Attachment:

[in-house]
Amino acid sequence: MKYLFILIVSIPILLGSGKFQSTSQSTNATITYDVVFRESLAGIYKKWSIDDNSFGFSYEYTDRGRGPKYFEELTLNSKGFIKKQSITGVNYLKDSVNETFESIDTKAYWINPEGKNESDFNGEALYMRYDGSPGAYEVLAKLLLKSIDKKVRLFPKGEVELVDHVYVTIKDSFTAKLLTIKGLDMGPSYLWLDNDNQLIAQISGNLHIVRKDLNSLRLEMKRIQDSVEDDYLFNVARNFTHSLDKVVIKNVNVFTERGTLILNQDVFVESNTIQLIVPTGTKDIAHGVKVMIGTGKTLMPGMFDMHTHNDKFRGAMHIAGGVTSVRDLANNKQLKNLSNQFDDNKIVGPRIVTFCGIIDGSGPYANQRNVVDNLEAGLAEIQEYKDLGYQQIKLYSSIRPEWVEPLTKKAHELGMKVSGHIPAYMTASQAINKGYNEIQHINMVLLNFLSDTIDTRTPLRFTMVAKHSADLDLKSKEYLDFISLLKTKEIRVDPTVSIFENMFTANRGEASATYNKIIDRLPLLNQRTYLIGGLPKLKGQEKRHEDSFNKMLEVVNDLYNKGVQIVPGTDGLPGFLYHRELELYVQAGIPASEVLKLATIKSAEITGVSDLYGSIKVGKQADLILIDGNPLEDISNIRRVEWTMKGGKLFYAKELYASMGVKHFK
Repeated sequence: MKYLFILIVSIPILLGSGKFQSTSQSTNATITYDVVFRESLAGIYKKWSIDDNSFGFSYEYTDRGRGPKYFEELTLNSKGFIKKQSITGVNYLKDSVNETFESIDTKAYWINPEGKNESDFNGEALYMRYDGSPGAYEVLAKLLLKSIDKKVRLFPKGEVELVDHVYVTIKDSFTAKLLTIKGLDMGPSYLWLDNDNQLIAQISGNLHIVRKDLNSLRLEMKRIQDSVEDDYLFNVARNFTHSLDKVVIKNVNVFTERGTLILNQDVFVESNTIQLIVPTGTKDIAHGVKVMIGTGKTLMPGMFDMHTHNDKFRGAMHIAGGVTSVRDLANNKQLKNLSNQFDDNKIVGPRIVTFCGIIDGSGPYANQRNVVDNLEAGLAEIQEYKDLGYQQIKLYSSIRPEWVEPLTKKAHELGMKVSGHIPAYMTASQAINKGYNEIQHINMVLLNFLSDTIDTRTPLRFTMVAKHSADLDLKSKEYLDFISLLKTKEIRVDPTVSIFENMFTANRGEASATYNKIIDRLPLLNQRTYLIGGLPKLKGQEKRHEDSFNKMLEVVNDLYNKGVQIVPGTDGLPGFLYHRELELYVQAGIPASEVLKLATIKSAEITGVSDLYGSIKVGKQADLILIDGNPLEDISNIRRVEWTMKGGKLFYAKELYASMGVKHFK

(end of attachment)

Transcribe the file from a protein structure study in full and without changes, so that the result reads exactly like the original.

[in-house]
Amino acid sequence: MKYLFILIVSIPILLGSGKFQSTSQSTNATITYDVVFRESLAGIYKKWSIDDNSFGFSYEYTDRGRGPKYFEELTLNSKGFIKKQSITGVNYLKDSVNETFESIDTKAYWINPEGKNESDFNGEALYMRYDGSPGAYEVLAKLLLKSIDKKVRLFPKGEVELVDHVYVTIKDSFTAKLLTIKGLDMGPSYLWLDNDNQLIAQISGNLHIVRKDLNSLRLEMKRIQDSVEDDYLFNVARNFTHSLDKVVIKNVNVFTERGTLILNQDVFVESNTIQLIVPTGTKDIAHGVKVMIGTGKTLMPGMFDMHTHNDKFRGAMHIAGGVTSVRDLANNKQLKNLSNQFDDNKIVGPRIVTFCGIIDGSGPYANQRNVVDNLEAGLAEIQEYKDLGYQQIKLYSSIRPEWVEPLTKKAHELGMKVSGHIPAYMTASQAINKGYNEIQHINMVLLNFLSDTIDTRTPLRFTMVAKHSADLDLKSKEYLDFISLLKTKEIRVDPTVSIFENMFTANRGEASATYNKIIDRLPLLNQRTYLIGGLPKLKGQEKRHEDSFNKMLEVVNDLYNKGVQIVPGTDGLPGFLYHRELELYVQAGIPASEVLKLATIKSAEITGVSDLYGSIKVGKQADLILIDGNPLEDISNIRRVEWTMKGGKLFYAKELYASMGVKHFK
Repeated sequence: MKYLFILIVSIPILLGSGKFQSTSQSTNATITYDVVFRESLAGIYKKWSIDDNSFGFSYEYTDRGRGPKYFEELTLNSKGFIKKQSITGVNYLKDSVNETFESIDTKAYWINPEGKNESDFNGEALYMRYDGSPGAYEVLAKLLLKSIDKKVRLFPKGEVELVDHVYVTIKDSFTAKLLTIKGLDMGPSYLWLDNDNQLIAQISGNLHIVRKDLNSLRLEMKRIQDSVEDDYLFNVARNFTHSLDKVVIKNVNVFTERGTLILNQDVFVESNTIQLIVPTGTKDIAHGVKVMIGTGKTLMPGMFDMHTHNDKFRGAMHIAGGVTSVRDLANNKQLKNLSNQFDDNKIVGPRIVTFCGIIDGSGPYANQRNVVDNLEAGLAEIQEYKDLGYQQIKLYSSIRPEWVEPLTKKAHELGMKVSGHIPAYMTASQAINKGYNEIQHINMVLLNFLSDTIDTRTPLRFTMVAKHSADLDLKSKEYLDFISLLKTKEIRVDPTVSIFENMFTANRGEASATYNKIIDRLPLLNQRTYLIGGLPKLKGQEKRHEDSFNKMLEVVNDLYNKGVQIVPGTDGLPGFLYHRELELYVQAGIPASEVLKLATIKSAEITGVSDLYGSIKVGKQADLILIDGNPLEDISNIRRVEWTMKGGKLFYAKELYASMGVKHFK